In real world, things DO go bad for one reason or the other. Estimates go wrong, unforeseen risks come up, unknown problems delay activities, and resources leave during course of project execution. Of course in the end project manager not only has to manage all the things but also communicate project status to stakeholders. When everything is hunky-dory project status reporting is an easiest thing to do but when tides have turned, this same task becomes most difficult of all. Some of us in these tough times resort to lying, or to put it mildly, twist truth to make it digestible for clients. While this may work once/twice, only truth based project management yields better results in long run. Twisting truth not only further complicates matters; it adds another thing to worry about in project manager’s head. Therefore, no matter how much it makes sense in certain circumstances, lying or twisting facts is the biggest sin in project communications (both internal and external).
2. Underestimating listener’s intelligence
Whether listener is client or a team member, end user or functional manger, doubting their understanding capability or intelligence is really un-wise. They may not understand technical things, they may not understand us – project manager’s – jargon, they may only know about part of a project and miss whole picture, but their presence and views are important for project’s success. Trusting them, speaking in their language of understanding and explaining things to them when they forget or don’t understand is the only recommended practice.
3. Making people confused
Creating confusion by communication is a worst harm project manager can do to a project. Creating ‘Stakeholder Register’ and planning ‘Stakeholder Management Strategy’ is indeed very important but also important is the way you communicate information. A good project manager would prepare facts and information well before any communication (verbal, in-person or written). She may put down in notes or just number them in her mind and then she would communicate them one-by-one. Talking and writing clearly, without making an unnecessary links or giving examples, is a key to successful communication. When asked questions, think about it for a second and then answer objectively.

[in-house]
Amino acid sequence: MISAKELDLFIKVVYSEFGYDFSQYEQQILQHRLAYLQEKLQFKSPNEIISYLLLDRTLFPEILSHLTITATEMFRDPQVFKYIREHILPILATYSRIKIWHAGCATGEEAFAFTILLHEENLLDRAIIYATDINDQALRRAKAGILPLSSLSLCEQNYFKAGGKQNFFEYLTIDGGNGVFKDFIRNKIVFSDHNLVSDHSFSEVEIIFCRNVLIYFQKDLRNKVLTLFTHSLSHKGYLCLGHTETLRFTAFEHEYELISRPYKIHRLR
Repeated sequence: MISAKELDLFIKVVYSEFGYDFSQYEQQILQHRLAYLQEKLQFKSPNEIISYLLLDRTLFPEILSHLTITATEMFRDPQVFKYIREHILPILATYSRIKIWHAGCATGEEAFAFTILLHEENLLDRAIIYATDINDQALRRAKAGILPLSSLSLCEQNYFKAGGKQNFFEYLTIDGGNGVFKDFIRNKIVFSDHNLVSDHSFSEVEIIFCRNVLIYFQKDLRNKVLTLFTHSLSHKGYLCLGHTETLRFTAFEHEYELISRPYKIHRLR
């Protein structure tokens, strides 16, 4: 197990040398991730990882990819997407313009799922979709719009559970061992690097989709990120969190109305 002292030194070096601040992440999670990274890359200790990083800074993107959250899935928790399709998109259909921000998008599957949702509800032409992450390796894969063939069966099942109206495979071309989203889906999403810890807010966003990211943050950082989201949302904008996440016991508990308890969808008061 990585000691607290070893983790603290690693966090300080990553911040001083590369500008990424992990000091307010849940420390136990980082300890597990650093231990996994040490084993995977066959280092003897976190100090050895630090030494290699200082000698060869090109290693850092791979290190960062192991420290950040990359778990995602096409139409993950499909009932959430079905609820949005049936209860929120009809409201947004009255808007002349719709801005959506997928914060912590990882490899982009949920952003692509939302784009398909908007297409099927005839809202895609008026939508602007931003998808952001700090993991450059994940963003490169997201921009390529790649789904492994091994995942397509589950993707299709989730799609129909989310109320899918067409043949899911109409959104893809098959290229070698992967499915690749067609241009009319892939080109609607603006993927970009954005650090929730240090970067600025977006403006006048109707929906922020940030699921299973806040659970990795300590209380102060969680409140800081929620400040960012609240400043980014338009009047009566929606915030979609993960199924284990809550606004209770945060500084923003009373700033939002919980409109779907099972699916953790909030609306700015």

Finally, never rule out what you said earlier. Even if circumstances has changed and you want to backtrack to what you said before, mention what you said earlier and explain why have you changed your views now.
4. Using inappropriate form of communication
There are number of communication channels: email, meeting, phone/skype call, chat, in-person meetings etc. A good project manager use appropriate form of communication for information dissemination. Each kind of communication is appropriate for different kind of information, for example emails are great for conveying information while phone calls/in person meeting are great for discussing particular issues.
"I'm sure you did a great job" could be read sarcastically in an e-mail, but the same words can be delivered sincerely in person with the right tone of voice.
Furthermore, some people are listeners, while others are readers. Listeners won't focus on written memos but are great in conversation. Readers write great memos and are also glad to read them, but conversation sometimes fails to fully engage them. If you talk to a reader or write to a listener, your message might not get through. Don't be afraid to ask people how they prefer to receive information; most people know the answer. If they don't, a little attention on your part will reveal what works best. (And for some people, it's a combination of the two.)